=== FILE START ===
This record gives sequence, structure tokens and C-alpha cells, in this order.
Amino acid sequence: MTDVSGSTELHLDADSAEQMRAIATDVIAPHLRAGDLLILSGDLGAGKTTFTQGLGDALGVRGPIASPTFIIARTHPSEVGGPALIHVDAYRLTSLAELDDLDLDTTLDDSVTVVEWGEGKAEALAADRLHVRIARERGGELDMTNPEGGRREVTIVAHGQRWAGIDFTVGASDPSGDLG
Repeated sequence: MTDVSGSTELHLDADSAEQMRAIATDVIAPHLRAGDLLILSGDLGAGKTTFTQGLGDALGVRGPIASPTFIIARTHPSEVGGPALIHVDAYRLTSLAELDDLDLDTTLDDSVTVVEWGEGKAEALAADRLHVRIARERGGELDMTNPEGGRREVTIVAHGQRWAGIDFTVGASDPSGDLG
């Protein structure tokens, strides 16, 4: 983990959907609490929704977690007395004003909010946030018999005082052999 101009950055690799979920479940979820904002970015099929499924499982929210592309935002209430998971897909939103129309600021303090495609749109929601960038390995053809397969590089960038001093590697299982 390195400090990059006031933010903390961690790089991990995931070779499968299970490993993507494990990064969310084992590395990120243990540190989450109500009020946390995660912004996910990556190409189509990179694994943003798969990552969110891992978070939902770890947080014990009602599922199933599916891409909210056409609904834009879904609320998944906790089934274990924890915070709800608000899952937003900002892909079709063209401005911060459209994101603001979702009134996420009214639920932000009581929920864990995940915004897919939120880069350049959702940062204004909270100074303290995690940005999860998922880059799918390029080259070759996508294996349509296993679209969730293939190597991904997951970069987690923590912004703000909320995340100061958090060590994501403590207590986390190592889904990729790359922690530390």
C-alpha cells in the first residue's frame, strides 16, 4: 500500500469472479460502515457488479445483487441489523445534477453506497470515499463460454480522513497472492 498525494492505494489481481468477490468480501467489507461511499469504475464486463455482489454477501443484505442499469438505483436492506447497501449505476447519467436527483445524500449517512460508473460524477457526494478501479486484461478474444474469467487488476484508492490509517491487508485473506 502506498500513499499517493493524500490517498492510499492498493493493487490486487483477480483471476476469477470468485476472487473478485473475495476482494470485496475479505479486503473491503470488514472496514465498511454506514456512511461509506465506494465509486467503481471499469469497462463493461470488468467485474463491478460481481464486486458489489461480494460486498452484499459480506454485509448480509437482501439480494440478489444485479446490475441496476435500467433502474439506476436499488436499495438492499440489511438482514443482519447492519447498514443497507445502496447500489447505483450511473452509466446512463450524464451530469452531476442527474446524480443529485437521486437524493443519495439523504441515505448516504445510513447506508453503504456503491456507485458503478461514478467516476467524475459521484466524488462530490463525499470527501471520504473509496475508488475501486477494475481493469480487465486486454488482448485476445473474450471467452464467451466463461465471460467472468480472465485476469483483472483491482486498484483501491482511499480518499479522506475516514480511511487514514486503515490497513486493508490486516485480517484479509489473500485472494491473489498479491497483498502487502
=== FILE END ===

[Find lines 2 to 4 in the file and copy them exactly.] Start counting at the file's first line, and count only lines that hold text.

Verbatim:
Amino acid sequence: MTDVSGSTELHLDADSAEQMRAIATDVIAPHLRAGDLLILSGDLGAGKTTFTQGLGDALGVRGPIASPTFIIARTHPSEVGGPALIHVDAYRLTSLAELDDLDLDTTLDDSVTVVEWGEGKAEALAADRLHVRIARERGGELDMTNPEGGRREVTIVAHGQRWAGIDFTVGASDPSGDLG
Repeated sequence: MTDVSGSTELHLDADSAEQMRAIATDVIAPHLRAGDLLILSGDLGAGKTTFTQGLGDALGVRGPIASPTFIIARTHPSEVGGPALIHVDAYRLTSLAELDDLDLDTTLDDSVTVVEWGEGKAEALAADRLHVRIARERGGELDMTNPEGGRREVTIVAHGQRWAGIDFTVGASDPSGDLG
């Protein structure tokens, strides 16, 4: 983990959907609490929704977690007395004003909010946030018999005082052999 101009950055690799979920479940979820904002970015099929499924499982929210592309935002209430998971897909939103129309600021303090495609749109929601960038390995053809397969590089960038001093590697299982 390195400090990059006031933010903390961690790089991990995931070779499968299970490993993507494990990064969310084992590395990120243990540190989450109500009020946390995660912004996910990556190409189509990179694994943003798969990552969110891992978070939902770890947080014990009602599922199933599916891409909210056409609904834009879904609320998944906790089934274990924890915070709800608000899952937003900002892909079709063209401005911060459209994101603001979702009134996420009214639920932000009581929920864990995940915004897919939120880069350049959702940062204004909270100074303290995690940005999860998922880059799918390029080259070759996508294996349509296993679209969730293939190597991904997951970069987690923590912004703000909320995340100061958090060590994501403590207590986390190592889904990729790359922690530390």